Meanwhile, in the days of the diaspora, the Jews, wherever they landed, never managed to merge with other peoples. Therefore they were forced to found exclusively Jewish neighborhoods, like small towns within towns. These were called “ghettos.” But, however, wherever the Jews went, they continued to cultivate their religious spirit, Bible studies, and promote the traditions of their fathers. At least spiritually the people, despite everything, remained united.
The ability of the Jewish people to establish themselves in the various fields of human activities often provoked resentments and bad reactions in the countries where they often occupied positions of dominance. In the Middle Ages even entire populations were driven out of the countries where they had settled. In the modern era, real persecutions often occurred, as happened in Russia and Germany around 1880.
This is why the Jews tried to always remain united in spirit. And in 1897, a valiant Jewish patriot, Theodore Herzl, founded the “Zionist Association” whose official demonstration took place in Basel. In the program of this Association, two essential points immediately appeared: his proposal to be able to encourage in any way the return to Palestine of his people and obtain their official recognition from all over the world. And from that moment, in small groups, the Jews began to move and settle in Palestine, still subject to the Turkish empire but mainly inhabited by Arabs.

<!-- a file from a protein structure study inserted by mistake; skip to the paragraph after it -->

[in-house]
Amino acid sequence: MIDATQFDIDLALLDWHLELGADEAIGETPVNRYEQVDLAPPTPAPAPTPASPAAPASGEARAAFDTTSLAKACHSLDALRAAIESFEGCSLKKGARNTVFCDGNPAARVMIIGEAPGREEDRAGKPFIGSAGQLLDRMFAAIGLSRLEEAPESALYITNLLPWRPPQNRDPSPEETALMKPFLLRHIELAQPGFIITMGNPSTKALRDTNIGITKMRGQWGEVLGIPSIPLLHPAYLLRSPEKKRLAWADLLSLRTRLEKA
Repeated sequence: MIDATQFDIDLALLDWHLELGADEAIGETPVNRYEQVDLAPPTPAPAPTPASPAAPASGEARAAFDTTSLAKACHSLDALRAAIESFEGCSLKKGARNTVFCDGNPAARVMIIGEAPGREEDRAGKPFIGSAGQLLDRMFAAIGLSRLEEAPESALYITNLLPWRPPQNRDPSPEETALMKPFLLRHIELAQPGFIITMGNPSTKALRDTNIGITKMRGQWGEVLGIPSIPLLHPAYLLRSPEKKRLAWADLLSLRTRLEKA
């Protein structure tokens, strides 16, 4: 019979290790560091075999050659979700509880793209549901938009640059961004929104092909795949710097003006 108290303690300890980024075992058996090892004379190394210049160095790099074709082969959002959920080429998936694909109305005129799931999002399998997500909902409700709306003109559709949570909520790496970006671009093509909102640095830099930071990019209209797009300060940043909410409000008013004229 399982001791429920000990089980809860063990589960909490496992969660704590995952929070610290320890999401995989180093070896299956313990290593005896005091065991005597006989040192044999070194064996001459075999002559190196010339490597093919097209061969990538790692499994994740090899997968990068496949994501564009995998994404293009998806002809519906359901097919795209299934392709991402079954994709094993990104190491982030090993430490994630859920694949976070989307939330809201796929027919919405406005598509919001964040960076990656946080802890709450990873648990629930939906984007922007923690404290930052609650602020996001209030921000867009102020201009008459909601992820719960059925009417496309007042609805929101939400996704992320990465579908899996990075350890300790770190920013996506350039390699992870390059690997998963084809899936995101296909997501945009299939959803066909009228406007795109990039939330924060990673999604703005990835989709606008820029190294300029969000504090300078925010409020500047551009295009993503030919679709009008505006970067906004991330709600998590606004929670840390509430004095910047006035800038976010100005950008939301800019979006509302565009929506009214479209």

When the collapse of the Turkish empire occurred in 1917, many other Jews, living in 70 different countries, traveled to reach Palestine. Their hope was to be able to gain recognition of their community from the League of Nations, especially for their large number. But the Arabs also claimed their rights on that land where they had lived since 1200. And bloody clashes between the two peoples began. At this point the League of Nations commissioned England to handle the matter. The rights of both ethnic groups had to be guaranteed pending a final decision. This mandate, entrusted precisely to Great Britain, had to be postponed for various vicissitudes including the most important one which was the Second World War.